The rapidly increasing social phenomenon has granted us access to an online community, the ability to instantly connect with people from all over the world, the freedom to share an endless stream of thoughts and photos and be given a quick boost to the ego for every like, share or re-tweet.
As important as these criticisms are, they need to be placed in a bigger context - one which considers social media behaviours in terms of their driving causes as well as their effects, which acknowledges their potential to be helpful as well as to harm.
Our preoccupation with social media companies is fogging our vision and preventing us from seeing the wider picture, making society feel that the answer to recruitment and radicalisation is a simple, immediately remedied problem.
On the one hand, this state of affairs is annoying, and challenges my professional pride. What good is a researcher with limited access to reliable information and a surplus of hypotheses? On the other hand, the known unknown entices.
I can totally understand people who do not bother to do anything extra in their life to help others. Being an activist and formulating new ideas that will create a better and equal society can be pretty draining.
On any given night out, a huge chunk of us is sending people updates on the fun we're having, proving we're part of nightlife, but ultimately being ever more present on social media. Social media has come from nowhere to eat up 5 or 10x the amount of time we used to spend with our friends. That number will only increase over time. If you see me, swipe right.
I'm pretty sure I went through three pots of coffee in the 72 hours it took me to completely launch my website. I was in the zone, and figuring out how to drag and drop site elements into a website was actually far simpler than I expected. Once everything was in place, using a custom domain name, I shifted my focus to building brand recognition.
ISHU are showing that tech fashion is becoming genuinely fashionable - and not just some geeky Sci-Fi novelty thing. It's yet another marker that the power of Hip hop culture has gone mainstream in high fashion
Ditch the Label research, which found males to be the most likely to act as an aggressor of bullying behaviours, females were found to be the largest perpetrators of misogynistic language on the social network, with 52% of all misogynistic tweets authored by women. This discovery warrants further exploration into the ways in which women engage with each other in both online and offline environments.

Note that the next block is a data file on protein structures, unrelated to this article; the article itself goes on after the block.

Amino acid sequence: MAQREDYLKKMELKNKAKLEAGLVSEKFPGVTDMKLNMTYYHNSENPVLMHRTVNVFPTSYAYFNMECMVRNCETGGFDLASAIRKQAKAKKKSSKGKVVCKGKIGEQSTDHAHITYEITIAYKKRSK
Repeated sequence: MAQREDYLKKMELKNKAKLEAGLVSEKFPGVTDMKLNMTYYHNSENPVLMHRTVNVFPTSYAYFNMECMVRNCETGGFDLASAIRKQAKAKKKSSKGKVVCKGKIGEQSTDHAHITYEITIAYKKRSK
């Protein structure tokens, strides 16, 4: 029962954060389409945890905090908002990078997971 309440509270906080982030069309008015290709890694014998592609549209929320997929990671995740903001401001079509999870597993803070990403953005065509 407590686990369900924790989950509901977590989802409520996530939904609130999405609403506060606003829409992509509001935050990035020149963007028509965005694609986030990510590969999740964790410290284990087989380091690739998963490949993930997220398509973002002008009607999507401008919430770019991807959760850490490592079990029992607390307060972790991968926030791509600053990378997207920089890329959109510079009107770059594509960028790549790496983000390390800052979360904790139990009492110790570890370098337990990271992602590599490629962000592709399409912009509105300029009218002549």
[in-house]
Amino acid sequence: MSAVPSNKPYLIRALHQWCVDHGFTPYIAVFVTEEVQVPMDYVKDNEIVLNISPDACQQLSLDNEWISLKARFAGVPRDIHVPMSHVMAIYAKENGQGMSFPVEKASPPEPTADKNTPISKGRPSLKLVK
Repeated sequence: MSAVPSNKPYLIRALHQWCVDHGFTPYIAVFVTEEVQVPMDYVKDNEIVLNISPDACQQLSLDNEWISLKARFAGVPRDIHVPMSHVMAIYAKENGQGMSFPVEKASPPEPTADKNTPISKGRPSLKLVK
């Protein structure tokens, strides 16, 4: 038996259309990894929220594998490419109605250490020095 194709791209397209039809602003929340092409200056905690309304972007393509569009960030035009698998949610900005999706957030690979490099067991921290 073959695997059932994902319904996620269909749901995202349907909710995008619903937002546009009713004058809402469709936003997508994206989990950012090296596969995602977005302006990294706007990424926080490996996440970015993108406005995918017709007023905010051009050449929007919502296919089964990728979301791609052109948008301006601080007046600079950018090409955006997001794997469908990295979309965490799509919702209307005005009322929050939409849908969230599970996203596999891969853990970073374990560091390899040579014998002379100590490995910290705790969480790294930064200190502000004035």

Where research still lacks to provide an answer is what the chicken and what the egg is - does social media use cause depression or does depression result in more engagement online. A closer look into psychotherapy theory and what some of us encounter in therapy room can provide a bit more insight to this question.
Has the vast infinite network of the internet finally gone too far? With an ever growing social network list and communications apps, it can be consid...
Obviously, however networks choose to approach the echo chamber, be it through creating neutral spaces for debate or using AI to play matchmaker with political opposites, it would have to be done in such a way that filters out abusive language and provides a considerate environment for users to explore all of the different perspectives;
The rise of Jeremy Corbyn, Bernie Sanders, Syriza, Podemos, Occupy movements, etc. indicates the emergence of 21st century socialism. These parties an...
The digital world has become a key battleground during every political campaign; central to each Party's strategy in how to raise volunteers, win votes, frame issues, and get money. That same culture of innovation, the daring and restless experimentation that have happened in the technologies that power digital campaigning, and in the campaigns that use them, also need to be applied to the basic democratic system itself. Now is the time to seriously contemplate using technology to transform democracy.
Blaming porn for children being sexually active and anxious about sex, is a single minded and uneducated view. Snapchat, Tinder, Facebook and even Whatsapp, all give young people an endless platform for swapping messages and photos without their parents knowing.
Social media can be polarising; there are, of course, lots of positive updates but those are interspersed with regular updates about the ugliness within society too. And that can be tough on those of us who live with depression.